With their club cricket days behind them, it hasn’t stopped the backyard cricket from being just as enjoyable. Their most recent test at the WCG is one of their most memorable. Brendan’s XI were rolled for the lowest total ever recorded at the WCG in a test match 19 in the first innings to be dead in the water, only to fight back and knock over Matt’s XI for 36.

Setting the home team 91 to win, Brendan’s XI shone with the ball to win by 41 runs. They had great inaugural T20 Competition Final where the match went down to the last ball. The beauty of the commitment to their backyard setup is all these matches can be viewed on their YouTube channel, WCG Backyard Cricket.

TPP: What are the key ingredients for making a wicket for you, do you experiment with your wicket and what is your ideal backyard pitch?

Brendan: Fertilizer and water straight after a match to begin the process, then constant water to allow the grass to grow, with light rolling on match day. We take the better safe than sorry approach to wicket preparation, looking for even surface & bounce but also has its own unique characteristics.

TPP: What’s your best piece of machinery and is there apiece equipment that you’d like to get to improve the quality of your surface and preparation?

Brendan: Our little push mower, trims the pitch nicely and maintains a good level. A heavier roller would be ideal.


TPP: What are issues you face currently such equipment or resources?

Brendan: Time. Work obviously takes up most of our time and it’s hard to get motivated after a 10 hour day.

TPP: How do you see backyard cricket progressing in the future, as it has previously had quite a following in places like New Zealand with proper competitions?

Brendan: I certainly hope so. everyone has their own unique backyard with unique rules, scoring areas, dismissals etc. would be great to form some sort of competition.

TPP: What type of balls are allowed in your match, are swing balls allowed to be re-taped, any special conditions with your venue?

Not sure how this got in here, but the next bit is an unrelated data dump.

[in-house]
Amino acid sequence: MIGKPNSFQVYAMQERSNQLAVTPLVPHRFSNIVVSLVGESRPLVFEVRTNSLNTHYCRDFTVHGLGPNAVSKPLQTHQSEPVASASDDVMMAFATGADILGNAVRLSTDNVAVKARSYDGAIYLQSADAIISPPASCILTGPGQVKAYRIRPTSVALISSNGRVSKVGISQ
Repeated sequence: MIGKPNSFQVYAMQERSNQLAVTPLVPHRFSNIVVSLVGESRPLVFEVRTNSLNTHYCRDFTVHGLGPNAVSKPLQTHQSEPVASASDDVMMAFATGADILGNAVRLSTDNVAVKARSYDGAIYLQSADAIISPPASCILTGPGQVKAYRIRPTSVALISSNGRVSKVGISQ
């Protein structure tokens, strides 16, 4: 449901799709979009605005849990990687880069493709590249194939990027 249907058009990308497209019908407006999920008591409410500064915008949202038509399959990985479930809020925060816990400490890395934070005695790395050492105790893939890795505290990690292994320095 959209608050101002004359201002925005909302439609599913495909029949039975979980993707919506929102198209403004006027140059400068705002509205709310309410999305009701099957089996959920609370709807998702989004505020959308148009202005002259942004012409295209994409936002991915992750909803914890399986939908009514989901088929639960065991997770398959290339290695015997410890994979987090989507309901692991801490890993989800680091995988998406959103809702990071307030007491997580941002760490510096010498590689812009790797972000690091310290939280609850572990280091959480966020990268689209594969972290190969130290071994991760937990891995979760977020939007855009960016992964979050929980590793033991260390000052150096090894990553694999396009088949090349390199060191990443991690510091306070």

Brendan: We use full and half taped tennis balls. Can’t be given out LBW if playing a stroke. If you hit the ball over the fence you’re just out, not 6 and out. Apart from that it’s pretty standard cricket.


TPP: Any tips for young fella that might that is looking to get his backyard cricket game up to your level?

Brendan: Our level? Thanks. Haha. I would say to express yourself. It’s your unique set up and that’s what makes this so exciting, seeing people’s different ideas and possibly implementing them as you go along. Would also highly encourage creating a YouTube channel to showcase your venue.

TPP: What’s the banter and environment like before, during and after? Does everyone pitch in to get things done, i.e. rain interruptions and the covers out?

Brendan: Yeah, the banter gets intense in the group chat which builds it up nicely. We have quite a multicultural group of friends so we have different dishes per event (Lebanese, Greek etc.) always a BBQ of some sort. Thankfully we haven’t had to rush out with the covers yet. touch wood.


TPP: Is the sponsorship for show or are they legitimate?

Brendan: For show. The companies belong to some of the boys. More advertisement than anything else but gives the backyard that real life arena feel which is what we are going for.

TPP: Do you feel any pressure build up to the big day, expectations are high?